Albert E. Fischli, IUPAC-President
(IUPAC Secretariat, 2-3 Pound Way, Cowley, Oxford OX4 3YF, UK)
A crusade is ongoing against element 17
in the periodic table, i.e. chlorine, one of the most abundant on earth.
It is blamed, amongst other things, to be responsible for the depletion
of the ozone layer, bioaccumulation of chlorinated compounds such as DDT
or PCB's in animals and for the formation of dioxins in urban waste incineration.
Due to socio-economic implications the issue
has gone too early beyond the borders of the scientific community, before
facts have been proven and evaluated. As a result, it has been treated
in inappropriate and emotional ways even affecting scientific ethics in
Therefore, the International Union of Pure
and Applied Chemistry (IUPAC), conscious of its responsibilities in this
area, has decided to publish this White Book with the collaboration of
outstanding worldwide renowned scientific specialists from North-America,
Europe and Japan in order to inform the public and the decision makers
as well as the scientific community in an objective, open and unbiased
way on the up-to-date scientific knowledge.
In doing so IUPAC is following its philosophy
to make independent judgments on important issues that are touchy or sensitive
to the general public, governments and industry. IUPAC is not acting as
a judge, but would like to critically evaluate the various factors for
and against a particular issue.
The occurrence of chlorine in nature and
also in living organisms, either as inorganic compounds or as numerous
and very diversified natural "organo-chlorines" does not make
any doubt any more (T. GRAEDEL and W.C. KEENE, G.W. GRIBBLE).
The availability of the raw material, salt,
the development of convenient production technologies and the chemical
properties of chlorine have generated a blooming tree of applications
in such different fields as the pulp and paper industry (K. SOLOMON),
the disinfection of water (H. GALAL-GORCHEV) but mainly in organic synthesis
leading to a host of useful products, for example, polymers, pharmaceuticals,
pesticides, dyes and pigments (J. FAUVARQUE).
It is quite clear that chemists have not
always been aware beforehand of all the possible consequences of having
manufactured new molecules, be they chlorinated or not. Chemicals emitted
voluntarily or inadvertently in the environment are distributed there
according to a complex set of physico-chemical properties (J. MIYAMOTO, K. BALLSCHMITER).
Volatile compounds such as aliphatic chlorinated
and chlorofluorinated hydrocarbons find their way to the "atmospheric
compartments". Long-lived members of this family are even able to
reach the stratosphere where they have been shown to produce detrimental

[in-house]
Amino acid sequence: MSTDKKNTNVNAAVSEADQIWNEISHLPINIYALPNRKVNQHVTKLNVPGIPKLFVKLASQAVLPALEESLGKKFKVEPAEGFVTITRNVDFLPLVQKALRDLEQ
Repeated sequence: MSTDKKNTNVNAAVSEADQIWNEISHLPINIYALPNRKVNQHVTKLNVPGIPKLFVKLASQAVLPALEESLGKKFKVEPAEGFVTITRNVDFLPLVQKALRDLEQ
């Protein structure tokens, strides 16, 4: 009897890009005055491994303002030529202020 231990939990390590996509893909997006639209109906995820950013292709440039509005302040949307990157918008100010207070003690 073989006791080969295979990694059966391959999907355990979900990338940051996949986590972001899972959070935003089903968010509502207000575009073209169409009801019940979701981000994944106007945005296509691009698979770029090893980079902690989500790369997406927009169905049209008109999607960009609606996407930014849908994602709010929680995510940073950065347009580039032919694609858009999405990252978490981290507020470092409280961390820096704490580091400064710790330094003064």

effects to the global environment (M. MOLINA).
The substitution of these so-called CFC's
by new shorter-lived molecules has probably been the best example of a
sound scientific approach to solving environmental problems. A host of
scientific studies has shown that short-lived chlorinated aliphatic compounds
make only minor or even insignificant contributions to environmental problems
such as stratospheric ozone depletion, global warming, "photochemical
smog", "acid rain" or chloride levels in precipitations
(J.A. FRANKLIN and H.W. SIDEBOTTOM).
Are organo-chlorines harmless or harmful
? The question seems as irrelevant as asking if natural compounds are
harmless and anthropogenic ones toxic.
Ecotoxicity (K. BALLSCHMITER) and toxicity
(A. HANBERG) as any other "chemical" property of any compound
depends on the structure of its molecule; chlorinated or otherwise halogenated
compounds do not escape this rule. Therefore, an undifferentiated ban
of whole classes of chemical compounds has to be qualified as unscientific.
Even in apparently "homogeneous"
families such as the dioxins, toxicity varies considerably with the position
and the number of substituents (Ch. RAPPE). There is thus no scientific
foundation to the amalgamation of all chlorinated compounds as a group
showing special toxic and ecotoxic properties, no more than one should
consider organo-oxygens or organo-nitrogens as a whole as harmful because
highly toxic warfare agents as sarin or tabun contain these atoms in their
This obviously doesn't mean that organo-chlorine
waste, as any sort of waste, has not to be managed. The problem has been
tackled and technical solutions have been developed to reduce byproducts
formation by improving the production processes, to destroy and/or valorise
the remaining production wastes (R. PAPP). This has now to be generalized
in the most economic and environmentally friendly ways. In some cases,
post-use recycling is being developed and starts to be generalized as
for the recycling of PVC for which "second life" applications
have been found (G. MENGES).
In conclusion, I would like to add a few
words formulated by the Nobel laureate Prof. Lord George Porter earlier
on. "There is no way that humans can foresee all the consequences
of their actions, .... The only sure foundation for security in this technological
world is to have a science base which is continually asking whatever questions
seem interesting and is always there to advise and to act when the need
It is the responsibility of the scientific
community to develop this science base, of the media to help them to
inform the public in an understandable and unbiased way, of the public
authority to take the relevant decisions on the bases of sound science
and not on emotional reactions and of industry to act responsibly, endorsing
product stewardship and responsible care. This is true for chlorine
and its chemistry as well as it is for all human activities.